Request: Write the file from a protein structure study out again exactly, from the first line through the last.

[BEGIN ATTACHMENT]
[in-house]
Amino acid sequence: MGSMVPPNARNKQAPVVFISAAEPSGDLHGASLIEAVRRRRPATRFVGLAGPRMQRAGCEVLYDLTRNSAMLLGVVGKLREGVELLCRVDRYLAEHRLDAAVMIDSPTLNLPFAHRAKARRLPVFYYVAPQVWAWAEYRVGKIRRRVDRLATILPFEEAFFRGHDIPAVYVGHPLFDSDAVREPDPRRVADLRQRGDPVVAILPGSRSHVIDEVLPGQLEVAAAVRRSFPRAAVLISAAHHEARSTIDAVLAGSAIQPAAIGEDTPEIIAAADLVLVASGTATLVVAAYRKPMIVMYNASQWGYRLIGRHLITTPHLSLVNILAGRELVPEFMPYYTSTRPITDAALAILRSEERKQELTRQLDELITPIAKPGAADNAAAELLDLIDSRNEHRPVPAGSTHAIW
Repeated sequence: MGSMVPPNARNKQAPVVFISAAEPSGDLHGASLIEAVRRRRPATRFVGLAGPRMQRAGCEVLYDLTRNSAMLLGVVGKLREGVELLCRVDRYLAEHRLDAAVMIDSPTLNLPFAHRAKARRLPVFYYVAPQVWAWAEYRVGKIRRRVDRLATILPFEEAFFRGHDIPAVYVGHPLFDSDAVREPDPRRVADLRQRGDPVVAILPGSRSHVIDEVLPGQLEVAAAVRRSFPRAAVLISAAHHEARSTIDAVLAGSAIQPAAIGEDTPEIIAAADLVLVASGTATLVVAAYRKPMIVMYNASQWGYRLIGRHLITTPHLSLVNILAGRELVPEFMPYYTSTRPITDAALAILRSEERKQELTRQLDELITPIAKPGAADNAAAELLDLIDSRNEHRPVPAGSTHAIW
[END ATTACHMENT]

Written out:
[in-house]
Amino acid sequence: MGSMVPPNARNKQAPVVFISAAEPSGDLHGASLIEAVRRRRPATRFVGLAGPRMQRAGCEVLYDLTRNSAMLLGVVGKLREGVELLCRVDRYLAEHRLDAAVMIDSPTLNLPFAHRAKARRLPVFYYVAPQVWAWAEYRVGKIRRRVDRLATILPFEEAFFRGHDIPAVYVGHPLFDSDAVREPDPRRVADLRQRGDPVVAILPGSRSHVIDEVLPGQLEVAAAVRRSFPRAAVLISAAHHEARSTIDAVLAGSAIQPAAIGEDTPEIIAAADLVLVASGTATLVVAAYRKPMIVMYNASQWGYRLIGRHLITTPHLSLVNILAGRELVPEFMPYYTSTRPITDAALAILRSEERKQELTRQLDELITPIAKPGAADNAAAELLDLIDSRNEHRPVPAGSTHAIW
Repeated sequence: MGSMVPPNARNKQAPVVFISAAEPSGDLHGASLIEAVRRRRPATRFVGLAGPRMQRAGCEVLYDLTRNSAMLLGVVGKLREGVELLCRVDRYLAEHRLDAAVMIDSPTLNLPFAHRAKARRLPVFYYVAPQVWAWAEYRVGKIRRRVDRLATILPFEEAFFRGHDIPAVYVGHPLFDSDAVREPDPRRVADLRQRGDPVVAILPGSRSHVIDEVLPGQLEVAAAVRRSFPRAAVLISAAHHEARSTIDAVLAGSAIQPAAIGEDTPEIIAAADLVLVASGTATLVVAAYRKPMIVMYNASQWGYRLIGRHLITTPHLSLVNILAGRELVPEFMPYYTSTRPITDAALAILRSEERKQELTRQLDELITPIAKPGAADNAAAELLDLIDSRNEHRPVPAGSTHAIW